A renal scan is a simple way to evaluate the split renal function. Split renal function is the relative function of each of the kidneys. This scan can show that one of the kidney is contributing 60% and the other is contributing 40% to the overall renal function.
For a normal renal scan, the patient should be well hydrated (at least 2 glasses of water one hour prior to the exam). The patient should not have a solid meal for at least 4 hours prior to the exam.
For the scan the patient will be on a table with the camera under their back. The patient is injected with a radiopharmaceutical in a vein in the arm. The radiopharmaceutical will not change the way the patient feels or make the patient sick. The camera takes a series of pictures over a thirty minute period. During that time, the patient needs only to remain still.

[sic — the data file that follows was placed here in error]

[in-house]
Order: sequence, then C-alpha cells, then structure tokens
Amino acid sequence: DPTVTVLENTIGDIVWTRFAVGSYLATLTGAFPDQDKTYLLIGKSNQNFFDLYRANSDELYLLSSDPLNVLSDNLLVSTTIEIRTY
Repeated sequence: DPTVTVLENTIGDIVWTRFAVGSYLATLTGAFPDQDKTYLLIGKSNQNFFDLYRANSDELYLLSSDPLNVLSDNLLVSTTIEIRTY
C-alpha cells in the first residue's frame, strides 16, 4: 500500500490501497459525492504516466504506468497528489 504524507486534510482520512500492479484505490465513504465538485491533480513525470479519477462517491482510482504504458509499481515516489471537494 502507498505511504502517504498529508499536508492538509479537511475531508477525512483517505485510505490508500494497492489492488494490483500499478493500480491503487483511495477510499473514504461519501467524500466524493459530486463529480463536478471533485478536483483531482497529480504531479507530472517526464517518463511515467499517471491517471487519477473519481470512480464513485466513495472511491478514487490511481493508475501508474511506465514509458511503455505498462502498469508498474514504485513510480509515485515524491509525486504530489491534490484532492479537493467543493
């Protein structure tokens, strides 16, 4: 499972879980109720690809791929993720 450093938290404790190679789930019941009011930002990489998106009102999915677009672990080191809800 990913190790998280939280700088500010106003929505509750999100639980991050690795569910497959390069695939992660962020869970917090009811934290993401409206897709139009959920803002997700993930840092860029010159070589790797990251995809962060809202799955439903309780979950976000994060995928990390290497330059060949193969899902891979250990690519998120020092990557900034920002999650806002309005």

Once the scan is over, it will take time for the technologist to process the scan information. The scan will be read by a radiologist, and the patient's doctor should have the results by the following day.
Hypertensive Renal Scan
A hypertensive renal scan is the same as the regular renal scan with the exception that, for a hypertensive renal scan, the patient is asked to come back later in the day. Later in the day the patient is given a medication called captopril. Captopril is a type of blood pressure medication called an ACE inhibitor. The patient's blood pressure is monitored for one hour and then a second renal scan is performed, identical to the first scan. When the radiologist reads the hypertensive renal scan, they want to see if there are any differences between the first scan and the second scan after the captopril.